He became the public face of Ontario wine, appearing regularly on television and at news conferences, often jabbing a pointer at charts showing crop yields and prices.
"There was little public understanding of the progress and the good wines that were coming from Niagara," he explained in the growers' newsletter. "As chairman of the grape growers, I seemed to have some credentials and we ran as hard and as far as we could."
Ronald Claus Moyer was born on a fruit and cattle farm in Ontario's Clinton Township in 1918 to Ira Moyer and Georgina MacLeod, a teacher who graduated from the University of Toronto. Moyer's mother died when he was 10 and his father remarried. There were nine children from the two marriages.
Serving with the Royal Canadian Air Force's 408 "Goose" Squadron during the Second World War, Moyer earned the Distinguished Flying Cross and Bar in two tours of duty in Britain as navigation leader.
According to the Ontario Agriculture Hall of Fame, the original commercial planting of specialist table wine grapes took place at the Moyer farm in 1949. The family says that a decade later, Moyer produced the first commercially viable de Chaunac grape.
In the early 1970s, he developed the vitis vinifera grape in a French hybrid vineyard that became the first supplier of Seyval blanc grapes and a major producer of vinifera varieties for Ontario wineries, the hall of fame noted.
In a Globe and Mail interview in 1979, Moyer pointed out that wine making in Ontario began only after the Second World War; before that, the chief effort was making sherries and ports. "We began with the Labrusca grape, which is native to Ontario but too sharp for making good table wines," he explained. "We brought vinifera in from Europe and hybrids from the United States and we've managed to produce a better grape - and it's measurably improving every year." Some of the varieties were the still-popular de Chaunac, Foch, Villard noir and Seyval blanc.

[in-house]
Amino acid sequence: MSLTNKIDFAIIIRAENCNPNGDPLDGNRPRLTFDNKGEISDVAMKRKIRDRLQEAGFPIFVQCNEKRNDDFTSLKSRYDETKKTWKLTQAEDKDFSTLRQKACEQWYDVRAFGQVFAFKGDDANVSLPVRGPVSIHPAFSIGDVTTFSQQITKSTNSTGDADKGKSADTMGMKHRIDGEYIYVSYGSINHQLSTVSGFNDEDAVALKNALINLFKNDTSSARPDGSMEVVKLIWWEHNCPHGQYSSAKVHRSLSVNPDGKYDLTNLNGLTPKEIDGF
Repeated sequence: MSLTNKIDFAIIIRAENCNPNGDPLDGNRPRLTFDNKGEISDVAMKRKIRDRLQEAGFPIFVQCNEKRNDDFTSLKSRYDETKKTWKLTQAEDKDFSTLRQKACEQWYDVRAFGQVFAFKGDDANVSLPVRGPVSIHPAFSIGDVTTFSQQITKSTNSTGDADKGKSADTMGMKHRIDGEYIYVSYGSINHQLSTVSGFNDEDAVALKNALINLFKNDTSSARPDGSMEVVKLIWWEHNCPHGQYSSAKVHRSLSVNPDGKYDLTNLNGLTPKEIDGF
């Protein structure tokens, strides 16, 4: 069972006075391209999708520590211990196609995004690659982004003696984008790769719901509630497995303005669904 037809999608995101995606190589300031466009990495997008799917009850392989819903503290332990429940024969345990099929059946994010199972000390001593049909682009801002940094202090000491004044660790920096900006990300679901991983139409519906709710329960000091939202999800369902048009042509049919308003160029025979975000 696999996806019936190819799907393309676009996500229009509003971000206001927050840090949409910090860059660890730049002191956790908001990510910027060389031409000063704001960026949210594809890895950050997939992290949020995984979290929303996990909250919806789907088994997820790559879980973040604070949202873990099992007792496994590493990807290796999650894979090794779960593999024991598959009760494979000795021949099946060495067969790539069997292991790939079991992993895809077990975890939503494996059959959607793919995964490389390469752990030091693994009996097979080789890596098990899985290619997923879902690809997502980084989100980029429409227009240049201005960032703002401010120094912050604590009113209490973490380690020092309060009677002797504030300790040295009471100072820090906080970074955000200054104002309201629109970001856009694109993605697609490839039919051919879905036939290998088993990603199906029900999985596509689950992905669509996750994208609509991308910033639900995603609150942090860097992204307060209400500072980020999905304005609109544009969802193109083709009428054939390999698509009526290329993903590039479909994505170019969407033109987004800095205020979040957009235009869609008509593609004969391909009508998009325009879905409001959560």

Moyer supported and took part in research. "The chief objective of experimental work is to get more sun on the grape, which hides under the leaf," he explained. "We do this by trying to deflect the sun upwards onto the grape. This leads to a higher sugar content, which is desirable since it offsets the natural acidity of the grape and leads to a more palatable wine." He also helped structure funding for Canada's first virus-free grapevines program.
In 1975, he introduced a program to buy surplus grapes that were processed and sold as juice or wine on non-traditional markets. He later helped establish strict rules for wine labelling and testing.
"He took us to the next level of maturity for our industry," Zimmerman said.
In addition to his work with the grape and wine industry, Moyer was president of the Canadian Horticultural Council and a long-term director of the Ontario Tender Fruit Producers Marketing Board, where he lobbied governments for crop insurance, and of the Ontario Fruit and Vegetable Growers' Association.
His own farmland expanded over the years to 140 hectares from 30, producing strawberries, pears, cherries and asparagus. He won several awards for corn and wheat production, including top honours at the Royal Agricultural Winter Fair.
It's to be expected that he made his own wine, but friends and family are circumspect about his consumption except to hint that it was robust.
He leaves children Arthur, Margaret and Charles, six grandchildren and three great-grandchildren.